Cash from realizations – not issuance, but events like debt repayments and equity exits – produced $163 million in cash. ACAS expects more cash realizations in connection with the Mirion IPO later in 2010. ACAS invested $84 million in new investments over the quarter, so the company is clearly not dead in the water and unable to make quality investments.
Moreover, ACAS is working to improve its margins. The debt refinancing agreement ACAS has commenced calls for interest rates of LIBOR+5.5%, plus another 1% until the principal balance falls below $1Bn. This compares quite favorably to ACAS' current debt burden, which has grown from 9.9% to 10.3%. (The one-year LIBOR rate, the highest rate listed in the prior link, is cheap compared to ACAS' current rates even after adding 5.5-6.5%. Refinancing will apparently improve ACAS' spread by hundreds of basis points.) Freeing itself from default rates of interest will improve ACAS' margins by lowering the cost of the money it's lending to portfolio companies. Turning cash into both decreased principal and decreased interest rates will help ACAS' margins in the immediate term by lowering both the principal and the interest rate on conclusion of the refinancing. The press release makes apparent that hold-out lenders will have the deal shoved down their throats by a court if they don't agree out-of-court. Bankruptcy court is good for a solvent debtor in the United States, particularly when the debtor has nearly all his lenders onboard with his refinancing plan.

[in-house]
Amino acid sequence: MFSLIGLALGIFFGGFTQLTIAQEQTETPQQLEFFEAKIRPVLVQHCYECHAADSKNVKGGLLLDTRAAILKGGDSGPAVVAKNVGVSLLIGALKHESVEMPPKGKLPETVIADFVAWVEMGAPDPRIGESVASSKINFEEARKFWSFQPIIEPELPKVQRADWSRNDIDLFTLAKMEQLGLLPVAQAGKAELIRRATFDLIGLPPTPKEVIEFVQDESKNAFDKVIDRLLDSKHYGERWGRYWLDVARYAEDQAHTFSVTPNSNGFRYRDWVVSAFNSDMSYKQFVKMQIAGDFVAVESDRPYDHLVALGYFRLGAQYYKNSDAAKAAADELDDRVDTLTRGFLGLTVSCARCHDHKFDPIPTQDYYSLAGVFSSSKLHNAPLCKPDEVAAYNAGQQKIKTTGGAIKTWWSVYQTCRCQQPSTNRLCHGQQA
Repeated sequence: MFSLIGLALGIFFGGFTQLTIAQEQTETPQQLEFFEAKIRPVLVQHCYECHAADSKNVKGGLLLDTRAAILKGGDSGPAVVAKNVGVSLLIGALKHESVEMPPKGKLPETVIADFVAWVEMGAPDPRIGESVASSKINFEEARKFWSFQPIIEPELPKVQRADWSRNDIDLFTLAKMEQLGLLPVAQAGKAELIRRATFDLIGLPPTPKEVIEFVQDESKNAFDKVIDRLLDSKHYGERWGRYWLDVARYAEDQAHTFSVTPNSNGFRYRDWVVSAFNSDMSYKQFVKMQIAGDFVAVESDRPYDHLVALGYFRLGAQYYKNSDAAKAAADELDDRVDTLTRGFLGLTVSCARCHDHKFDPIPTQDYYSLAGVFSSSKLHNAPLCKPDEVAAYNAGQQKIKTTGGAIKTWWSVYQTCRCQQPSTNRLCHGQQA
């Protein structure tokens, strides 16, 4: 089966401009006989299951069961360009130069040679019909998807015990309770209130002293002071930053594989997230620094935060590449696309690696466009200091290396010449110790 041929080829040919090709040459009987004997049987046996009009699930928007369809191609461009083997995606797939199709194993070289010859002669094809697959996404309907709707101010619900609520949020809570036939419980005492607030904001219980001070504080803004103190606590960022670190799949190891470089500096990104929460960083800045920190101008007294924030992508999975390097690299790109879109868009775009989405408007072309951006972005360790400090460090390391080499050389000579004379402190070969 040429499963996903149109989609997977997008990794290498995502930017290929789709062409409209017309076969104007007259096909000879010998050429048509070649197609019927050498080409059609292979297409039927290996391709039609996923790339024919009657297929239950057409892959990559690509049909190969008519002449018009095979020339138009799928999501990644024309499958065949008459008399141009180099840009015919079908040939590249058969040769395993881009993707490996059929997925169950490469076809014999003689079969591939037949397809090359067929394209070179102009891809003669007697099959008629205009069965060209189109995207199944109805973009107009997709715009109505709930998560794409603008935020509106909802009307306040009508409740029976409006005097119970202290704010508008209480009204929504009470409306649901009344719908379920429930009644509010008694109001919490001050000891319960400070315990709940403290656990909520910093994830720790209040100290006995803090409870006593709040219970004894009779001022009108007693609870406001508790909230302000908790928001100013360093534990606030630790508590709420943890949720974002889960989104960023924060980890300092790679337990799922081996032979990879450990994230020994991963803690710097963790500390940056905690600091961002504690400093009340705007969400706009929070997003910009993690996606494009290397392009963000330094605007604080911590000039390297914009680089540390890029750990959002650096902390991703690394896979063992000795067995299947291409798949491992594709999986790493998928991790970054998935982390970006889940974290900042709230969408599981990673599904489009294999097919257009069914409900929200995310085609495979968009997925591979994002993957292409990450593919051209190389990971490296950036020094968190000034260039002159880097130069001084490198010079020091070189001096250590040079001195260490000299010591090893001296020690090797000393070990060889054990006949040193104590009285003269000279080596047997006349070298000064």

I think the future looks good for ACAS. NOI will benefit from the refinancing transaction, because it will allow ACAS to realize better spreads. I'm dying to learn about ACAS' new investments, but honestly I think the best returns ACAS will be getting in the immediate term will be from financial engineering designed to restore value to ECAS. Over the long term, however, I think fire-sale acquisitions may be the key to ACAS' upside. Improvement of earnings will continue through spread expansion and the improvement of the overall performance of portfolio companies as the economy improves (portfolio companies' operating income flows to ACAS' bottom line because it is required to consolidate with its own accounting the results of its wholly-owned and mostly-owned subsidiaries, just as Berkshire Hathaway books revenue earned by GEICO and Dairy Queen), and the better ACAS is doing without thinking about exits, the more opportunity ACAS will have to reap the benefits of being a patient investor without pressure to flip holdings.
I'm optimistic about ACAS and don't expect the pullback to last. Succeeding rounds of good news – whether in the form of refinancing press releases or quarterly reports showing improvements in NAV – will eventually drive ACAS back toward its historical NAV premium.